THE Cambridge English Dictionary defines the word ‘penchant’ as: “A liking for, an enjoyment of, or a habit of doing something, especially something that other people might not like.”
So many of the renovations I’ve seen are to properties where the previous owner clearly had a penchant for home renovations…. especially renovations that other people might not like!
It appears that many renovations conducted in the past could have been more successfully accomplished by three solitary Koalas equipped with little more than a sledge-hammer, roll of gaffer tape and a Bunnings card!
This may appear harsh, but in terms of seeing the result of someone’s actual time and money – in theory expended at will with the end goal of improving what was previously there – then I’ve seen some shockers!
As with most projects, the space and budget have limitations.
I have seen many renovations which fail to capitalise well on the space provided, often perpetrated by Pinterest, which ‘sells’ the glamour we all want throughout our dream home, but doesn’t always work so well in our ‘non-dream’ home.
One step in the opposite direction and you’re competing with the fashion magazines and Instagram, trying to recreate a lifestyle that, seriously, only suits a few.
It’s all too easy to get lost in the images and try to apply them ‘verbatim’ (usually many of them!).
The secret is to stick with a key design idea and execute it simply.
Here are three items I find add more than their cost to almost any project…
No, not an outburst of Tourette’s but something I love. And love how they can transform a room not only from an ‘inside-outside’ perspective but also from a shabby to chic perspective.
Stackers and let’s be fair, bi-folds, have such a dramatic effect on a space that the placement of the kitchen, dining area and overall use of a room can often evolve from, and be designed around, the decision to put doors in. For me, where possible, a non-negotiable cost in the budget.
On a parallel and nothing short of indulgent use of fiscal resources, a skylight strategically placed, with the ceiling lining framed up to and into the glass, can be breathtaking. It’s rare to have too much natural light in a kitchen / dining area and the use of a framework can create a vaulted ceiling opening greater than the skylight itself; for a little extra money it transforms the space.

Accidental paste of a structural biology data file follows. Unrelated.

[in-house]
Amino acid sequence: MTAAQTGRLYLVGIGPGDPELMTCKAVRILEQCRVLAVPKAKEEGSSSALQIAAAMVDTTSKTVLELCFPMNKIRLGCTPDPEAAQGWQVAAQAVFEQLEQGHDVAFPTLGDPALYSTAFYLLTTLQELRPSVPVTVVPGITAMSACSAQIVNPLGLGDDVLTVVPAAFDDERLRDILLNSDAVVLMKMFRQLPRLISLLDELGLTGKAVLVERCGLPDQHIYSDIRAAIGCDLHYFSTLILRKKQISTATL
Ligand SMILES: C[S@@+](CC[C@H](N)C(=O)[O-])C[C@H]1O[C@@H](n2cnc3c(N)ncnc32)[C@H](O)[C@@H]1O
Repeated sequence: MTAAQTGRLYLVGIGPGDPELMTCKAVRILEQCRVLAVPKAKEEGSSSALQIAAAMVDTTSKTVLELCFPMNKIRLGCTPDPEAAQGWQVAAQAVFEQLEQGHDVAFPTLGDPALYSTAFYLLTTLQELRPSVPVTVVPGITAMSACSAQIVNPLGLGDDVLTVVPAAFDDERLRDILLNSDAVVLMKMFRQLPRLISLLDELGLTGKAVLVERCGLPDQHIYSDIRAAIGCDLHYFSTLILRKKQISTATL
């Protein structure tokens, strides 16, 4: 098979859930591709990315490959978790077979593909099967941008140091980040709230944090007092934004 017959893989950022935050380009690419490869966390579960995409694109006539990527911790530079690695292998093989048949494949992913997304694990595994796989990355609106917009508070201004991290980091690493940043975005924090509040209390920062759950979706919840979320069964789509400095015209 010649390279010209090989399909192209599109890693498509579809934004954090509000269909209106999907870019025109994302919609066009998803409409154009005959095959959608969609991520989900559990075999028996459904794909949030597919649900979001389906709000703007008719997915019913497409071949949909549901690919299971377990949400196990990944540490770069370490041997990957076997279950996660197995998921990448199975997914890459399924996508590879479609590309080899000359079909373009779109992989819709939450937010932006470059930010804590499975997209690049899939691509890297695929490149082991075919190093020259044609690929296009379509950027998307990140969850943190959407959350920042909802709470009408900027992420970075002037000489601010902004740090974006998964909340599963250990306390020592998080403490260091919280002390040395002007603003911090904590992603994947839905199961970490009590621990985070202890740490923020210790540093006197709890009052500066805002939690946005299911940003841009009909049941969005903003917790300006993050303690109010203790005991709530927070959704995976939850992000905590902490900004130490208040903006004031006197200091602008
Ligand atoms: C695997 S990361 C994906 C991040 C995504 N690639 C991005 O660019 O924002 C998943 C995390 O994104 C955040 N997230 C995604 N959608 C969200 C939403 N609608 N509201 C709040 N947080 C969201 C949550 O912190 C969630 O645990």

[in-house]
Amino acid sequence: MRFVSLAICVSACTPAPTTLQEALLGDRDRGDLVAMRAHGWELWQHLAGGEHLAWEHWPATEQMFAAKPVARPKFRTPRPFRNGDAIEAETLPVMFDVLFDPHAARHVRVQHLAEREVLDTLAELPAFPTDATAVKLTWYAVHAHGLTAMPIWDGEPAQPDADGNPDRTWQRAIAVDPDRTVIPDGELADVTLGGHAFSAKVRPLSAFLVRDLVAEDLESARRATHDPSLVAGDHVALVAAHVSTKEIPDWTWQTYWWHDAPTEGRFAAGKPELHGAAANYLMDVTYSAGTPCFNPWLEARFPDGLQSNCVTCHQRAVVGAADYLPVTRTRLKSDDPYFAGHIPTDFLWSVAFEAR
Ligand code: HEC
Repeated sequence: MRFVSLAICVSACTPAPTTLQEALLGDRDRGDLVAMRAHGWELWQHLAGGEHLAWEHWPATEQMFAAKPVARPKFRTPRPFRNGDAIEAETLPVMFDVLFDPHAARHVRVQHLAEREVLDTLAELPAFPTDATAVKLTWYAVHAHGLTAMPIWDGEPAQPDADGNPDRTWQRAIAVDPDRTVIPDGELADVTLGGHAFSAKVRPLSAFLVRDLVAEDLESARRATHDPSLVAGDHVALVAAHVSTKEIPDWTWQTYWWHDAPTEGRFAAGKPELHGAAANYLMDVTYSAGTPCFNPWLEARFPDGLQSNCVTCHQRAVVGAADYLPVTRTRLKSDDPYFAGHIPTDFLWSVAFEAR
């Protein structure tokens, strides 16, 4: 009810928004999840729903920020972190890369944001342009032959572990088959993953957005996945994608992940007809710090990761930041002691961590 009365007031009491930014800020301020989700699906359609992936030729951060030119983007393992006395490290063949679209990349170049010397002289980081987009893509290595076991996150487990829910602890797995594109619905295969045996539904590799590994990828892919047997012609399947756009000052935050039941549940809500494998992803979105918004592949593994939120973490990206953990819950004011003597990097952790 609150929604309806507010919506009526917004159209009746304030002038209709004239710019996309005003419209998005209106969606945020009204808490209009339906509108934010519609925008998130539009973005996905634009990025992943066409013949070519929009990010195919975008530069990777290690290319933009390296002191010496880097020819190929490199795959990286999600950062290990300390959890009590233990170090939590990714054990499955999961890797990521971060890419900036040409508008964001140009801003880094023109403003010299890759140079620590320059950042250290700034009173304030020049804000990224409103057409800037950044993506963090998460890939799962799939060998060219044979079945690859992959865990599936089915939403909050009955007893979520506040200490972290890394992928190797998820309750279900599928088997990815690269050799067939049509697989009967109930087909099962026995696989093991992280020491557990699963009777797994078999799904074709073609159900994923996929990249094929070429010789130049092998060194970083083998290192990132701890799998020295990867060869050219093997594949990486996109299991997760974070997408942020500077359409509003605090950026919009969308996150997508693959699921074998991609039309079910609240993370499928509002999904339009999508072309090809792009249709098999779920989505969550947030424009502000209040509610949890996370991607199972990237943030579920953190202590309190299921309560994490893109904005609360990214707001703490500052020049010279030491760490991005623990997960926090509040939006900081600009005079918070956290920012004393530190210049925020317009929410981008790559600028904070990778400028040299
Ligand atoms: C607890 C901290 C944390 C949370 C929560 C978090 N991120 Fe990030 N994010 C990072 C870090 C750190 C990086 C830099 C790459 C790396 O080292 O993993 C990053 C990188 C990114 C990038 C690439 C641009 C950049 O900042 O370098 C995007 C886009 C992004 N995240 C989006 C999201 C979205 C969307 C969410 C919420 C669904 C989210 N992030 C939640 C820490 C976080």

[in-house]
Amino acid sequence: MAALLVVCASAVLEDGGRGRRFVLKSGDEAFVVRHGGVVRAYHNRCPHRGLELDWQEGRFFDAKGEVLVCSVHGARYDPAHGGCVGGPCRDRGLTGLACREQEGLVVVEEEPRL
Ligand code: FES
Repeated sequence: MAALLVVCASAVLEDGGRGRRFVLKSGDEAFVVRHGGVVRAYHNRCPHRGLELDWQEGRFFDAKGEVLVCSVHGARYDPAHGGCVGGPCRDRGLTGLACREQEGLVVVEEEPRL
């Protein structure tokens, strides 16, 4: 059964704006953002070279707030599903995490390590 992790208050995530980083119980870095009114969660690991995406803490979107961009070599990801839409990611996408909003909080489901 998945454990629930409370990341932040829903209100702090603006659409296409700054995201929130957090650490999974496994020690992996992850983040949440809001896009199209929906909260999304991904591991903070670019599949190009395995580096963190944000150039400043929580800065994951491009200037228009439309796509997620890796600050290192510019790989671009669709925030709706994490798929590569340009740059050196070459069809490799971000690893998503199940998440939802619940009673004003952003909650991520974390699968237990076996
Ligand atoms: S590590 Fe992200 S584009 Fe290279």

I’d forego some expense elsewhere; maybe a more economical cornice or skirting option, to off-set the skylight cost.
It’s like flying in business class and still having money at the end for a comfortable hotel rather than first class and a back-packers. I don’t see the added value for what it cost for first class – but that’s just me!
It’s lovely to see how far a budget can be stretched (in the right direction) with a bit of creative thinking, choice of materials, realistic expectations and numerous cups of coffee!
A well-positioned window seat can not only provide a great use of space and some extra storage, but it can become the feature of a room. It commands a unique use of space and provides a wonderful hang-out to have a coffee or glass of Pinot, while reading some Jane Austin, Chaucer or…let’s face it, flicking through Tik Tok!
These are just a few examples of focusing on key areas within the design and looking at ways to maximise the budget, not to stretch it beyond recognition.
If you want to build stronger arms, you don’t go for a run – do a couple of barbell curls!
I’d like to think that many less-than-good decisions can be avoided through the use of time and a little creative budgeting at the planning stage.
They (whoever they are) say that the ‘Devil’s in the detail’.
In this instance, the detail is in the budget at the outset rather than often over-priced architectural detail that can render a budget as useless as trying to straighten deckchairs
The Barefoot Renovator